David Finkel is the founder and CEO of Maui Mastermind®, one of the world’s premier business coaching companies who helps businesses in the $1-20 million range build their companies to sell, scale, or own passively. He’s the Wall Street Journal bestselling author of 11 books, including his most recent bestseller, SCALE, which he wrote with priceline.com cofounder Jeff Hoffman.
BusinessInterviews.com: Can you expand on the difference between building a business vs. building a job?
David: All businesses start at Level One (start-ups) feeling their way forward to launch their new venture. Those that survive reach Level Two (owner reliant businesses). It’s here that most companies get stuck. A Level Two business is a business that works, but only because the business owner is there every day to make it work.
The owner makes most of the key decisions and often is the one who generates most of the business.
When you try so hard to “stay in control” of your business, you actually weaken your business by growing it dependent on you. Sure, you have people to help, but they’re there to do just that—help—not to lead or take ownership of central parts of your business. The core knowledge of how to manage and direct the business is locked up in your head, and if something should happen to you, your business would crumble. Even if you manage to somehow escape for a short vacation, you probably sneak your iPad or smartphone with you on the trip and check e-mail when your family isn’t looking.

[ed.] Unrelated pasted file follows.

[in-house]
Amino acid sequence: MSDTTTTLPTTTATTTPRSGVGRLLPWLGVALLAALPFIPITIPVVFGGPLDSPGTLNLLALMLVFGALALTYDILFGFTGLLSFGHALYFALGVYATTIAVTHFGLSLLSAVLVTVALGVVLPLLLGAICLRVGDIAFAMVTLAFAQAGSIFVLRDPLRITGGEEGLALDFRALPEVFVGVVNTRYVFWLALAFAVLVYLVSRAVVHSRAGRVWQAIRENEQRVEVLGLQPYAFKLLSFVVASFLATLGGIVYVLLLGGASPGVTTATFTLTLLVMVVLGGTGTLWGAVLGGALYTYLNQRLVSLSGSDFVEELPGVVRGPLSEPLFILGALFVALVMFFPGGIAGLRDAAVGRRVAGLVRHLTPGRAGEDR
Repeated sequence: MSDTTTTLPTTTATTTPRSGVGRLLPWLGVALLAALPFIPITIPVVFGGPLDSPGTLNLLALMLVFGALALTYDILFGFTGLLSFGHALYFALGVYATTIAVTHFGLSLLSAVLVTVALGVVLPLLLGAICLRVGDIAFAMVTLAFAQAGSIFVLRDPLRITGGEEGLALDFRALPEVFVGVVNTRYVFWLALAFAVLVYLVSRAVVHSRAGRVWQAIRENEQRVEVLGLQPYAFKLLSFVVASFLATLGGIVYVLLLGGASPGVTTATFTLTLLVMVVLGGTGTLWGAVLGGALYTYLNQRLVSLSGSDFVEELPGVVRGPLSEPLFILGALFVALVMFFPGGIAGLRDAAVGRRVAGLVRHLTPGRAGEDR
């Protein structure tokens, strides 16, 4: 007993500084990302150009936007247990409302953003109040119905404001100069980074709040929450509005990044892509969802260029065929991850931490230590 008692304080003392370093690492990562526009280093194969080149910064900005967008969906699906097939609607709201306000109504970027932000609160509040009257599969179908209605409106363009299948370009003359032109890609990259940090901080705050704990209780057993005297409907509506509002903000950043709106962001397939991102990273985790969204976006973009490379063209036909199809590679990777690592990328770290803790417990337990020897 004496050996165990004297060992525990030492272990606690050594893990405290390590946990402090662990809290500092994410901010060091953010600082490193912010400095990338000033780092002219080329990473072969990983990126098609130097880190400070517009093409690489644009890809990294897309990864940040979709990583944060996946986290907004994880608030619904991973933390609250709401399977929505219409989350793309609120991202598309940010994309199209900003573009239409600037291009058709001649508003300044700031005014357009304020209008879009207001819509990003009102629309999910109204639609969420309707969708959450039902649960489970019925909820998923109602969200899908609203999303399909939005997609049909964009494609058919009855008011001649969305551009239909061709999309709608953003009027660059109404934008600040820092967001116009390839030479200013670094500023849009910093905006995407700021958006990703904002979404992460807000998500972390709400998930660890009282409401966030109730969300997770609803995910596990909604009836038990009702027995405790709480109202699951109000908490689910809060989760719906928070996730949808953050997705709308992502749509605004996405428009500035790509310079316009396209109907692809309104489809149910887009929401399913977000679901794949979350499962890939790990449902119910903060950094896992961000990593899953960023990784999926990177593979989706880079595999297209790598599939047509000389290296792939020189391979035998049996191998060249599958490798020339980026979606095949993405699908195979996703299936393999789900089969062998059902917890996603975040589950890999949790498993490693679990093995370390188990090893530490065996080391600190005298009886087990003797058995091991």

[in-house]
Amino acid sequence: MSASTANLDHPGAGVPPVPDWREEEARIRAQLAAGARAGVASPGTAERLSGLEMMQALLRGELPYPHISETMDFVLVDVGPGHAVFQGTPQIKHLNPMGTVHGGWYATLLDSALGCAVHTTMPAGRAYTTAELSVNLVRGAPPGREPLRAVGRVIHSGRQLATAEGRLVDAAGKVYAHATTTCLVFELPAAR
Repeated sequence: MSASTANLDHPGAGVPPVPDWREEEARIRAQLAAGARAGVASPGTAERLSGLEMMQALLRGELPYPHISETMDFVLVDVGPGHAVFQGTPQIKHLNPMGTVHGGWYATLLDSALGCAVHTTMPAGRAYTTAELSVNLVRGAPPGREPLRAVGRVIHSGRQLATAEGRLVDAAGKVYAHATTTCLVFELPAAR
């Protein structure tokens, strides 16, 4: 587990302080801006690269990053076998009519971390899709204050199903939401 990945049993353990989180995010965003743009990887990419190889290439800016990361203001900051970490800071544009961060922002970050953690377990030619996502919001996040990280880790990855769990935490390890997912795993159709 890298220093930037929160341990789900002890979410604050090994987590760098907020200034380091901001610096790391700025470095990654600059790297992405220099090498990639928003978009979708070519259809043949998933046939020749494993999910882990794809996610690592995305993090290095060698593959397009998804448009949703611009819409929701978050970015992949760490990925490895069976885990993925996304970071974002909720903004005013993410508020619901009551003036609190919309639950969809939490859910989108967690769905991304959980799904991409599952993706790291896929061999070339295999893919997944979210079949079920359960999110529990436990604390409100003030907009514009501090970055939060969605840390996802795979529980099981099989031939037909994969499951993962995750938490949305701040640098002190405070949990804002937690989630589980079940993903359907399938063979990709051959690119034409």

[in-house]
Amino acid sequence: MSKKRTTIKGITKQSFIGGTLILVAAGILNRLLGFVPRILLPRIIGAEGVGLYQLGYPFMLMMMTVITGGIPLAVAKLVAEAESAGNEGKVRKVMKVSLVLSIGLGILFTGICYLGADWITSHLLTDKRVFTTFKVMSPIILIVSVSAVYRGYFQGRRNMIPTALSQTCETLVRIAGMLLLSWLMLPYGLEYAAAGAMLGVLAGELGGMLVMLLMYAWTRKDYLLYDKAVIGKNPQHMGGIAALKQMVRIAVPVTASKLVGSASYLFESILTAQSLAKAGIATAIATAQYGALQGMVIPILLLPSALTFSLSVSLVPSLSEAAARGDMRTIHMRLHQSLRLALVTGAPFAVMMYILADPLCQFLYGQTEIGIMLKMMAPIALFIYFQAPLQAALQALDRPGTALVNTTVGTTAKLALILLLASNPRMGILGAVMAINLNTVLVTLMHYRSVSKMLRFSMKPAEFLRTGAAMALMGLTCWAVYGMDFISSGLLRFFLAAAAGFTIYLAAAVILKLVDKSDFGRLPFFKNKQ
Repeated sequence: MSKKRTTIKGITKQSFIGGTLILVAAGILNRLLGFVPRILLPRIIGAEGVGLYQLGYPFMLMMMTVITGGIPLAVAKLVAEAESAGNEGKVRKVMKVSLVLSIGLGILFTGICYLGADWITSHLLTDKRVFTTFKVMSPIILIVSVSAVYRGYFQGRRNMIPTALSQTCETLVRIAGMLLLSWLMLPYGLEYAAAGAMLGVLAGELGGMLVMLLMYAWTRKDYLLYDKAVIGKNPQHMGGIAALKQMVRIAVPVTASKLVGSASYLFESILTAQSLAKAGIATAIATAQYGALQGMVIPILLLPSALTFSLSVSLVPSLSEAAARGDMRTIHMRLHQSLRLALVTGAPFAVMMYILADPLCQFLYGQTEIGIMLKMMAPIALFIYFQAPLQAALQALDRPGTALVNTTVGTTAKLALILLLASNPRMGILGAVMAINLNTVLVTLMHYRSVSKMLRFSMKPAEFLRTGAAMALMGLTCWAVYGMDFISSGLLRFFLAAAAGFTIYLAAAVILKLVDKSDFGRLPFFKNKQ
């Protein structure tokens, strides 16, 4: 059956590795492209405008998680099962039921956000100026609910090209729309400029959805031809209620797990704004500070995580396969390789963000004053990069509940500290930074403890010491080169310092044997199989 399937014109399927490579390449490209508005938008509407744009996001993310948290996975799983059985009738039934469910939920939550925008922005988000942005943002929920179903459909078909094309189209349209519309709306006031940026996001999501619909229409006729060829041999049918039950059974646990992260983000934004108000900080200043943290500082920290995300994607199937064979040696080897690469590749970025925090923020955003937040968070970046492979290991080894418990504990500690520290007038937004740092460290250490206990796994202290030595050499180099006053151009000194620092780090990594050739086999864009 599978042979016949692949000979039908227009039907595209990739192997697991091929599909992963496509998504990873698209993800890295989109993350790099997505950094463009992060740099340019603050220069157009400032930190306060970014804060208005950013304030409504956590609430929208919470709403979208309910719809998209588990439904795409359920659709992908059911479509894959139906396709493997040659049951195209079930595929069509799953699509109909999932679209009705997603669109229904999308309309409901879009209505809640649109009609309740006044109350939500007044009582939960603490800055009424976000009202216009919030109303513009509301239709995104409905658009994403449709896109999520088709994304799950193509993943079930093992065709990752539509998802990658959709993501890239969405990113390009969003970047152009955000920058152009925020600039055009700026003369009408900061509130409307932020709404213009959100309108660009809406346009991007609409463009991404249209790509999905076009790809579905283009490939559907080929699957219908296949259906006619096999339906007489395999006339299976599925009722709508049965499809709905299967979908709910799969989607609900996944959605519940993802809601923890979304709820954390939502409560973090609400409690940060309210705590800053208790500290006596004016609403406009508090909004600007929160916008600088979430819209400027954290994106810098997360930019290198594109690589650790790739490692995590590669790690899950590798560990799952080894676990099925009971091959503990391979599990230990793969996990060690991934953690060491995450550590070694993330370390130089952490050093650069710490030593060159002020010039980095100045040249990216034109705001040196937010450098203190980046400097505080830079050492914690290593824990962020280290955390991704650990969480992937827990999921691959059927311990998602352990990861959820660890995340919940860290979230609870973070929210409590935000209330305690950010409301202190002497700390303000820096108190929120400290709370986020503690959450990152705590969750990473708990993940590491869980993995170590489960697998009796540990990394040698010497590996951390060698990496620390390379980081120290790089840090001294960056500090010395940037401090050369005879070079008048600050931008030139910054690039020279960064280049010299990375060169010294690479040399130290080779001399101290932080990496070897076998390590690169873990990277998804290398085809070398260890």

The painful reality is that most Level Two business owners get caught in the Self-Employment Trap. They’re so busy doing the “job” of their business that they can’t step back and focus on growing their business. What’s more, because of the way they are building their business, the more success they have, the more trapped they become inside their company.
So what’s the way out of the Self-Employment Trap? You’ve got to work less and get your business to produce more. Remember, the more you do, the more you have to keep doing. The more you get your business to do, the more time you have to grow and build your business. This means building your business with the end in mind, the end being the day when it is no longer reliant on you the owner. We call this type of business a Level Three business.
BusinessInterviews.com: Can you talk a bit about the art of scaling a business without it taking over your life?
David: In the early years of your business, you’re naturally the main engine driving your business forward. You’ll wear all the hats at various times, and you’ll have few formal structures and systems within your organization upon which you can truly rely. But as the business matures, and you are solidly settled at Level Two, you face a crucial decision point at which you can settle for owning a Level Two company or instead choose to raise your business to be a strong and independent entity that benefits from your involvement but is ultimately independent of it (and move to Level Three).